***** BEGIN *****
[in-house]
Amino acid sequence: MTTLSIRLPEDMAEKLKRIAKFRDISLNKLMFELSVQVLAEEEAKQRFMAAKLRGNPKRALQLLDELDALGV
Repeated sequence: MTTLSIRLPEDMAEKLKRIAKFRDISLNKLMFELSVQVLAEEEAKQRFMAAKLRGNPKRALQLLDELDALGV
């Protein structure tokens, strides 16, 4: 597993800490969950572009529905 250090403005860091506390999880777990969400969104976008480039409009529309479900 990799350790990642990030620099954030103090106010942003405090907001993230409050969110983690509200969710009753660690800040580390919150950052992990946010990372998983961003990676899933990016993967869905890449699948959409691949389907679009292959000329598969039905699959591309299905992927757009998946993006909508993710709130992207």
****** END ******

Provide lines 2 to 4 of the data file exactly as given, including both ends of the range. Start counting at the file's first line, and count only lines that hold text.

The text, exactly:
Amino acid sequence: MTTLSIRLPEDMAEKLKRIAKFRDISLNKLMFELSVQVLAEEEAKQRFMAAKLRGNPKRALQLLDELDALGV
Repeated sequence: MTTLSIRLPEDMAEKLKRIAKFRDISLNKLMFELSVQVLAEEEAKQRFMAAKLRGNPKRALQLLDELDALGV
């Protein structure tokens, strides 16, 4: 597993800490969950572009529905 250090403005860091506390999880777990969400969104976008480039409009529309479900 990799350790990642990030620099954030103090106010942003405090907001993230409050969110983690509200969710009753660690800040580390919150950052992990946010990372998983961003990676899933990016993967869905890449699948959409691949389907679009292959000329598969039905699959591309299905992927757009998946993006909508993710709130992207």